Animal pollination plays a critical role in seed set and maintenance of genetic diversity for most plant species. When these plants are co-opted into agriculture this becomes just one of many factors that influence productivity, but one that is usually paid scant attention. Many ecologists therefore hope that insights from natural systems can be used to improve production while reducing harm to the environment, and consider better pollination to be one of these strategies. I examined the role of pollen and resource limitation of fruit set in an animal pollinated crop (almonds) with a series of experiments over a six year period and found that in spite of the industry spending millions of dollars on the provision of bees, productivity is still limited by pollination. But the prospects for ecologically inspired solutions are not clear, because modern agricultural practice creates circumstances in which it is very difficult to maximise pollination. With this background I will reflect on the relationship between pollination and food, concerns of pollination decline, and future farming trends.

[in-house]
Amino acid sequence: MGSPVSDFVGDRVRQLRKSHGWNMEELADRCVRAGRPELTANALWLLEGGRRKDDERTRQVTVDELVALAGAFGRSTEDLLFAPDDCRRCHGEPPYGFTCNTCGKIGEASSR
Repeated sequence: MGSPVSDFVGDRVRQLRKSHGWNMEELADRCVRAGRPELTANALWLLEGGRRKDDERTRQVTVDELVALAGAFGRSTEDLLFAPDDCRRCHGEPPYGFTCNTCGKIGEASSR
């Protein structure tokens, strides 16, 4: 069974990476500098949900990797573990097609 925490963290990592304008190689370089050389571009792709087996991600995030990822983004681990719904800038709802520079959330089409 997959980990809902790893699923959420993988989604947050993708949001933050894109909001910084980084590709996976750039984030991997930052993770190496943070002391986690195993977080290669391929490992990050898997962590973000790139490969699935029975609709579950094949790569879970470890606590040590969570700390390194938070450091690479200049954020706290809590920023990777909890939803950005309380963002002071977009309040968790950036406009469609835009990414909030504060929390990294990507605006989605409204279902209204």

Saul Cunningham is the Director of the Fenner School of Environment and Society at the ANU. Prior to this he spent 17 years with CSIRO in Canberra, where he developed a research program focusing on the challenge of maintaining biodiversity in landscapes dedicated to agricultural production. In 2015 the Ecological Society of Australia honoured Saul with the “Australian Ecology Research Award.” He was a contributor to the Intergovernmental Platform for Biodiversity and Ecosystem Services (IPBES) assessment report on Pollination and Food production, published in 2016.